Habitat for Humanity Myanmar
Habitat's work in Myanmar
Myanmar News and Stories
Habitat for Humanity’s involvement in Myanmar arose after Cyclone Nargis struck on 2nd May 2008. Some 145,000 people were reported to have perished and more than 50,000 others were listed as missing in one of the worst storms in decades to affect the country. Damage was estimated at US$10 billion. In July 2008, interna-tional non-government organization World Concern started an integrated multi-sector disaster recovery program in 30 villages in Labutta township, in the devastated Ayeyarwaddy delta, 200 km. southwest of the former capital Yangon. Habitat for Humanity became one of World Concern’s partners in a phased program to facilitate early recovery and restore access to food, water, shelter, income and healthcare.
Housing needs in Myanmar
Myanmar is among the poorest countries in Southeast Asia with almost one-third of its more than 54 million people living in poverty. According to AusAID estimates, ongoing conflicts between the government and ethnic minority groups have resulted in between 500,000 people and up to one million people fleeing to neighboring countries. Three years after Cyclone Nargis, the United Nations estimated that some 375,000 people or 75,000 households in southern Myanmar needed assistance with housing. A survey by the UN International Strategy for Disaster Reduction showed that at least 62 percent of households in the delta still lived in shelters that are not disaster resistant.
How Habitat for Humanity works
Starting in May 2008, Habitat and World Concern built and repaired more than 1,700 basic houses in 18 communities in the Ayeyarwaddy delta. Habitat’s principal contribution was providing experts in design, construction and project man agement as part of the Seattle-based World Concern’s Cyclone Emergency Response and Recovery project. Habitat also helped to supervise the construction of jetties and the repair of roads through a cash-for-work program funded by World Concern.
Habitat’s approach was to build basic cyclone-resilient structures that exceed United Nations standards for strength and space. The houses used strengthened timber-frames and were built on lightweight concrete stilts. Walls and floors were made from woven bamboo, and roofs were fitted with galvanized iron sheets. Each house came with a latrine and water catchment system. Families also had solar lamps which can be recharged at charging stations in each community.
Habitat provided technical supervision, training, materials and logistics. Families were encouraged to work on their houses, but paid workers undertook most of the construction. Habitat coordinated the logistics and transport of construction materials that were often purchased in Labutta and shipped up to five hours away to the villages where they were needed.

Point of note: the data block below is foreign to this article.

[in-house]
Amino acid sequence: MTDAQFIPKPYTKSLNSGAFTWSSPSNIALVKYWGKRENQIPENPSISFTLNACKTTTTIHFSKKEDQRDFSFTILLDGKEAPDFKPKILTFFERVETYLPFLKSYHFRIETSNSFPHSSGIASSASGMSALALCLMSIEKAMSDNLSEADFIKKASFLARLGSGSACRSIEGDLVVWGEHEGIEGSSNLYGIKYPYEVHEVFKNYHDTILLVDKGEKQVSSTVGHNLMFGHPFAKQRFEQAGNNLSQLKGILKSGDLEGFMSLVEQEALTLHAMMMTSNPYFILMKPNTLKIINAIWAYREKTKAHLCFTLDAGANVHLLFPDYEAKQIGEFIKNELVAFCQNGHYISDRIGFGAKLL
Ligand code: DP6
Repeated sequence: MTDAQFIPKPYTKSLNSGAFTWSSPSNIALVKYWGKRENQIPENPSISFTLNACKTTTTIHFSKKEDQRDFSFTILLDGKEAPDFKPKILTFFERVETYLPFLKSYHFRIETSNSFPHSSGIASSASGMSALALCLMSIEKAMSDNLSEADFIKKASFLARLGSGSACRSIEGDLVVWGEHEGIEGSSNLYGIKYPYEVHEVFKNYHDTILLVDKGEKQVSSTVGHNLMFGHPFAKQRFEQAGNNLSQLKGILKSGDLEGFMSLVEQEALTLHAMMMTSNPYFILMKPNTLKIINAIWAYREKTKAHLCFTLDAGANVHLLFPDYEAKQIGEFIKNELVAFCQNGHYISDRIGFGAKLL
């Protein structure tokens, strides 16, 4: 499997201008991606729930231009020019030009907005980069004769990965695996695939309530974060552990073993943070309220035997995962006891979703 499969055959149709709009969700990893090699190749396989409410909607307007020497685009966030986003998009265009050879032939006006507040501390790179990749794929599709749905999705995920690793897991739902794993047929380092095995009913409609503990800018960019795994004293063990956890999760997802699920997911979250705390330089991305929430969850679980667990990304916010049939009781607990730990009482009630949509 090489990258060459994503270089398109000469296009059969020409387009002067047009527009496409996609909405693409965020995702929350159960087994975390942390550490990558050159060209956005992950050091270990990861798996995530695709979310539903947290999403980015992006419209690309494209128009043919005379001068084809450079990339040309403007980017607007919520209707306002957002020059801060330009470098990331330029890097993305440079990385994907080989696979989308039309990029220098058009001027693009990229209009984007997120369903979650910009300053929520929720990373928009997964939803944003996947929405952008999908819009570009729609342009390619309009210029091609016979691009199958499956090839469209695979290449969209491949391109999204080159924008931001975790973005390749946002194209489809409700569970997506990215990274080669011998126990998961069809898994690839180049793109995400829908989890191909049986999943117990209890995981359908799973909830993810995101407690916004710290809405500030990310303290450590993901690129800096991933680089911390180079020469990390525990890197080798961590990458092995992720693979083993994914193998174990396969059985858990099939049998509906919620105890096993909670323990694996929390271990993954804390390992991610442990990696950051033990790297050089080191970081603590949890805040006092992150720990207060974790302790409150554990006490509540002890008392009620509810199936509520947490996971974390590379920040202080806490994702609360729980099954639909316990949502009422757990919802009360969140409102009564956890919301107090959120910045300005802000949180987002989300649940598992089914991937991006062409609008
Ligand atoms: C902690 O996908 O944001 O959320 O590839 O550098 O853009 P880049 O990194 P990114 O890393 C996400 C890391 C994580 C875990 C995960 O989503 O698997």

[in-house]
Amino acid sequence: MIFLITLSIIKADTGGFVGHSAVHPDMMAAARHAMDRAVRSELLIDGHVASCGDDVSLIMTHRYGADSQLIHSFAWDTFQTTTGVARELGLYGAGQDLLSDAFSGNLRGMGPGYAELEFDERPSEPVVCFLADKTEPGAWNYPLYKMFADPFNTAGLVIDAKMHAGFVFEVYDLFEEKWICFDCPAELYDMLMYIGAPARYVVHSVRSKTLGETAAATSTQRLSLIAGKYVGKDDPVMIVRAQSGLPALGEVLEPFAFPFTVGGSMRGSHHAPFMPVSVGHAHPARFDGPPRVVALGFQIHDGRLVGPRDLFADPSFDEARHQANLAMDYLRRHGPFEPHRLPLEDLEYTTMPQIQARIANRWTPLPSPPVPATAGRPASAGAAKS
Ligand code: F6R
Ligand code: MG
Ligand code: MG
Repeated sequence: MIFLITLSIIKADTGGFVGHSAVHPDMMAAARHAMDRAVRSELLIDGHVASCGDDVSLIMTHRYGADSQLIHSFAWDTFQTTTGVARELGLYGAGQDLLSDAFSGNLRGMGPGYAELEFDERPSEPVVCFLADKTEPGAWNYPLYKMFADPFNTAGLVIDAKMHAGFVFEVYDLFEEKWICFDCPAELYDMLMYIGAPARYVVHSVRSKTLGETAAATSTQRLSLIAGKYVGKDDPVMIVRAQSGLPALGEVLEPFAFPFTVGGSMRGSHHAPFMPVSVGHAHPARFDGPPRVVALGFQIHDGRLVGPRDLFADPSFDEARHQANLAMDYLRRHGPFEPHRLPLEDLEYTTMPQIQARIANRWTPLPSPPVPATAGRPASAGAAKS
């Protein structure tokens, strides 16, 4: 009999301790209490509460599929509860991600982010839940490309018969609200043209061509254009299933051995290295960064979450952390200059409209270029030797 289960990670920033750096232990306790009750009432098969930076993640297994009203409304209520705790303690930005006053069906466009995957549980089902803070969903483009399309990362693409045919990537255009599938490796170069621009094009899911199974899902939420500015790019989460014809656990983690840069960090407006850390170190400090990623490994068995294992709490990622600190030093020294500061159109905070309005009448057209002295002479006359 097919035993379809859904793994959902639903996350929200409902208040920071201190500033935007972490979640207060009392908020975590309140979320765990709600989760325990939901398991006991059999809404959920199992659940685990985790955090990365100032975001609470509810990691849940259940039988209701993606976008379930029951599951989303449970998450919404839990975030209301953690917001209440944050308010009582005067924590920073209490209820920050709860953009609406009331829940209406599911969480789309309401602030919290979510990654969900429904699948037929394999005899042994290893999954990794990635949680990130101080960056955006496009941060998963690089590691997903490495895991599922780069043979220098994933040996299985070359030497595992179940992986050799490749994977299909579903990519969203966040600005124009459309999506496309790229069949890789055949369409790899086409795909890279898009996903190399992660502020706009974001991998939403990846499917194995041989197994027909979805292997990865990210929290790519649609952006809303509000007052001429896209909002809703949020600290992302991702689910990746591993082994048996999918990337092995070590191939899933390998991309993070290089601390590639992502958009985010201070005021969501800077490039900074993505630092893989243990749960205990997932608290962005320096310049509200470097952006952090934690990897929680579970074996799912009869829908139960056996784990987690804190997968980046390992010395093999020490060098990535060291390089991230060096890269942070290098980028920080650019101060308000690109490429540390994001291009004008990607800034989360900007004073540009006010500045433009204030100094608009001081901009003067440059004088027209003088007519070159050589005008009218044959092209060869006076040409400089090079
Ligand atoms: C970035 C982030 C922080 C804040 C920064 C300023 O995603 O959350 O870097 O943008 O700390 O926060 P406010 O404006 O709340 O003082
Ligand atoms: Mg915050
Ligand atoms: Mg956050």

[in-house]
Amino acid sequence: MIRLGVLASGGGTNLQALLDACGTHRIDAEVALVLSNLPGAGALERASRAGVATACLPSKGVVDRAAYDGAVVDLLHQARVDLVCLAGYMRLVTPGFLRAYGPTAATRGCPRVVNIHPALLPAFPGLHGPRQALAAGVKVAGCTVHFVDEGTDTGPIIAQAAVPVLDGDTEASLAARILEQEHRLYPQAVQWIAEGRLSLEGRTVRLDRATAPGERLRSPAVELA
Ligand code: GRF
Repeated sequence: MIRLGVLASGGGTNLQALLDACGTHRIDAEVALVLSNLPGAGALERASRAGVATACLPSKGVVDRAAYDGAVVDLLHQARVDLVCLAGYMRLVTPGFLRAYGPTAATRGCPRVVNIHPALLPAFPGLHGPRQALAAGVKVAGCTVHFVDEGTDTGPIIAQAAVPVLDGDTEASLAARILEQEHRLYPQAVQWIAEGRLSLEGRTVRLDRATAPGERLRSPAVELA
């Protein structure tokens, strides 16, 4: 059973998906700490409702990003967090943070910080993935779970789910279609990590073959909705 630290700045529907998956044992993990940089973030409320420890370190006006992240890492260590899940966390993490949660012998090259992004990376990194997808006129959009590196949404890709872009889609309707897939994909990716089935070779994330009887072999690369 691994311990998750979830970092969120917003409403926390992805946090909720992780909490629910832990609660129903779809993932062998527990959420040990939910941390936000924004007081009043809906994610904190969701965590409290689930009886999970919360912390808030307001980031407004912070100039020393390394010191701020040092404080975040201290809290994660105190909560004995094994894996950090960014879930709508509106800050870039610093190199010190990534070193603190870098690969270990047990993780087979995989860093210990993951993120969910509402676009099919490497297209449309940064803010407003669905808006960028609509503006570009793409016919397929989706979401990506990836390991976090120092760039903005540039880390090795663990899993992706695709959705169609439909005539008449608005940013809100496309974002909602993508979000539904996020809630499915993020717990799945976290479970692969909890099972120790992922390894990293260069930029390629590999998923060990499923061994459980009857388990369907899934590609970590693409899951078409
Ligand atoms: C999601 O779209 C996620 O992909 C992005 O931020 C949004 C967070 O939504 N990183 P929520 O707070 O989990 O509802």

As part of the program, six multi-purpose “safety” buildings were built as a shelter from future flooding or other natural disasters. Each is able to accommodate and protect up to 300 people.
Habitat continued to provide funding support to World Concern during the two-year second phase of the program. Communities were also trained to reduce their risks during disasters and to earn a sustainable livelihood. By the time phase two was completed, in April 2011, Habitat’s involvement had assisted an estimated 7,000 families or about 26,000 people in 52 villages.
A World Concern report highlighted the high level of community participation in rebuilding houses, from “identification of beneficiaries to site planning, site cleaning and support in providing and training of workers”. At least 200 skilled and unskilled village workers received on-the-job training on how to build cyclone-resilient houses.
Habitat’s work in phase two of World Concern’s post-Cyclone Nargis rebuilding program received funding from the Jersey Overseas Aid Commission, part of the UK-related Channel Islands, and the Hong Kong Christian Council. In 2010, HFH Australia supported the project with funding from Baptist World Aid for building 102 basic or “core” houses. Habitat is exploring the possibilities of other partnerships with World Concern in Myanmar.
Population: 54,584,650 (July 2012 est.)
Capital: Nay Pyi Daw
Area: 676,578 sq km
Ethnic groups: Burman 68%, Shan 9%, Karen 7%, Rakhine 4%, Chinese 3%, Indian 2%, Mon 2%, other 5%
Religions: Buddhist 89%, Christian 4% (Baptist 3%, Roman Catholic 1%), Muslim 4%, animist 1%, other 2%
Literacy: 89.9% (2006)
Urbanization: 34% (2010)
Access to Improved Water Sources: 71% (2010)
Access to Improved Sanitation Facilities: 81% (2010)
Sources: CIA World Factbook, World Bank